Canada and the United States signed the widely anticipated Fifth Protocol (the “Protocol”) to the Canada-US Income Tax Convention (the “Treaty”) on September 21, 2007. The Protocol will enter into force once it has been ratified by both the Canadian and United States governments. The Government of Canada intends to proceed with a Bill to ratify the Protocol at the earliest opportunity. The earliest date on which the Protocol could enter into force is January 1, 2008. This would require both countries to ratify the Protocol in 2007, which is thought to be unlikely.

This bulletin discusses certain changes introduced by the Protocol pertaining to withholding taxes on cross-border payments.

Non-Participating Interest

Once it has been ratified by both countries, the Protocol will generally eliminate withholding tax on conventional interest payments made by Canadian taxpayers to US residents. Draft amendments to the Income Tax Act (Canada) (the “Tax Act”) have also been introduced by the Canadian Minister of Finance that will serve to eliminate the withholding tax on interest paid to all arm’s length non-residents, regardless of their country of residence, once the elimination of withholding tax on interest payments made between residents of Canada and the US under the Treaty takes effect.

The current Treaty provides that US lenders who are entitled to the benefits of the Treaty are generally required to pay a withholding tax of 10% on interest payments received from Canadian resident borrowers. This amount is withheld by the Canadian borrower and remitted to the Canada Revenue Agency (the “CRA”) on the lender’s behalf. Under the new regime introduced by the Protocol, withholding tax on interest payments between arm’s length residents of Canada and the US will generally be eliminated as of the second month after the Protocol enters into force. Withholding taxes on interest payments between non-arm’s length residents will be phased out over a three-year period.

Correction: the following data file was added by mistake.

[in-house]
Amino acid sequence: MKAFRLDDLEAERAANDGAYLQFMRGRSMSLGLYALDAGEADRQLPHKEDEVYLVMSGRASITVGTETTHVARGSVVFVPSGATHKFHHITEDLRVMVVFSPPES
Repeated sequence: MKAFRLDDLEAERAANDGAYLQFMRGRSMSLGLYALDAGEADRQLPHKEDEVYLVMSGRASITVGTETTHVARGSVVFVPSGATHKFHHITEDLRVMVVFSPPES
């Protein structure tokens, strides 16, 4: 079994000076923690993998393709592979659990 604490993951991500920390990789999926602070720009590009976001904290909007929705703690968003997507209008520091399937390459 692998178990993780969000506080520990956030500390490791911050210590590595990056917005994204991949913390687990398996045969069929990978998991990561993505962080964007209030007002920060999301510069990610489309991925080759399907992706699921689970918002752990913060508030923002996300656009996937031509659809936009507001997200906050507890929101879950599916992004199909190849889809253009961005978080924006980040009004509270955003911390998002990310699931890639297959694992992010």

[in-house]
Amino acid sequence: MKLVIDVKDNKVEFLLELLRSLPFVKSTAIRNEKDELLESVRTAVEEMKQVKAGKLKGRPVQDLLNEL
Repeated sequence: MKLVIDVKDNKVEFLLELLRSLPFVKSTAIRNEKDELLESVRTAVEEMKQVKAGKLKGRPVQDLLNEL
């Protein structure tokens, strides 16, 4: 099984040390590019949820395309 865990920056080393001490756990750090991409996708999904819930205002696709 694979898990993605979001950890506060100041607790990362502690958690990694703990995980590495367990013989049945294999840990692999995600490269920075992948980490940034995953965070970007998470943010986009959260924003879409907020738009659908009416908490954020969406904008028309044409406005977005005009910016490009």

Where a “special relationship” exists between the lender and borrower, the withholding tax rates outlined above will not apply in respect of any interest paid in excess of the amount that would have been paid in the absence of the special relationship.

The elimination of withholding tax on interest payments is a welcome change for both US resident lenders and Canadian borrowers. Canadian borrowers will particularly benefit where a withholding tax exemption would not otherwise have been available because they will no longer face demands to “gross-up” interest payments to compensate for the imposition of withholding tax. Even if a withholding tax exemption, such as the exemption on certain long-term loans, were otherwise available, the proposed changes will reduce transaction costs as the need for additional documentation and structuring to fit within the applicable withholding tax exemption will be eliminated.